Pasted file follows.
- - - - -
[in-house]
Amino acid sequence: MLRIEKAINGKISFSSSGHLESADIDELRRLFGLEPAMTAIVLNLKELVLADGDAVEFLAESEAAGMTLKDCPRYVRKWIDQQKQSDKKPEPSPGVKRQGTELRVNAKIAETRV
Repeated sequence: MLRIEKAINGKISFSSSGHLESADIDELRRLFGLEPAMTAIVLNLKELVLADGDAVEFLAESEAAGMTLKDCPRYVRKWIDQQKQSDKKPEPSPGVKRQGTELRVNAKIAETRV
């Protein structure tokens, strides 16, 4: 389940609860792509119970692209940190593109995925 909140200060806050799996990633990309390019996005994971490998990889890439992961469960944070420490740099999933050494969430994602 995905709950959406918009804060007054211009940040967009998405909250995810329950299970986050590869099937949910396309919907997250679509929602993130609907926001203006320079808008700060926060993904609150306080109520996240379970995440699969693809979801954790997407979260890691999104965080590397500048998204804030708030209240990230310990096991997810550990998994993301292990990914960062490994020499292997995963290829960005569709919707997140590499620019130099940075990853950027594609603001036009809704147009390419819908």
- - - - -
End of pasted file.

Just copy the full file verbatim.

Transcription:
[in-house]
Amino acid sequence: MLRIEKAINGKISFSSSGHLESADIDELRRLFGLEPAMTAIVLNLKELVLADGDAVEFLAESEAAGMTLKDCPRYVRKWIDQQKQSDKKPEPSPGVKRQGTELRVNAKIAETRV
Repeated sequence: MLRIEKAINGKISFSSSGHLESADIDELRRLFGLEPAMTAIVLNLKELVLADGDAVEFLAESEAAGMTLKDCPRYVRKWIDQQKQSDKKPEPSPGVKRQGTELRVNAKIAETRV
């Protein structure tokens, strides 16, 4: 389940609860792509119970692209940190593109995925 909140200060806050799996990633990309390019996005994971490998990889890439992961469960944070420490740099999933050494969430994602 995905709950959406918009804060007054211009940040967009998405909250995810329950299970986050590869099937949910396309919907997250679509929602993130609907926001203006320079808008700060926060993904609150306080109520996240379970995440699969693809979801954790997407979260890691999104965080590397500048998204804030708030209240990230310990096991997810550990998994993301292990990914960062490994020499292997995963290829960005569709919707997140590499620019130099940075990853950027594609603001036009809704147009390419819908």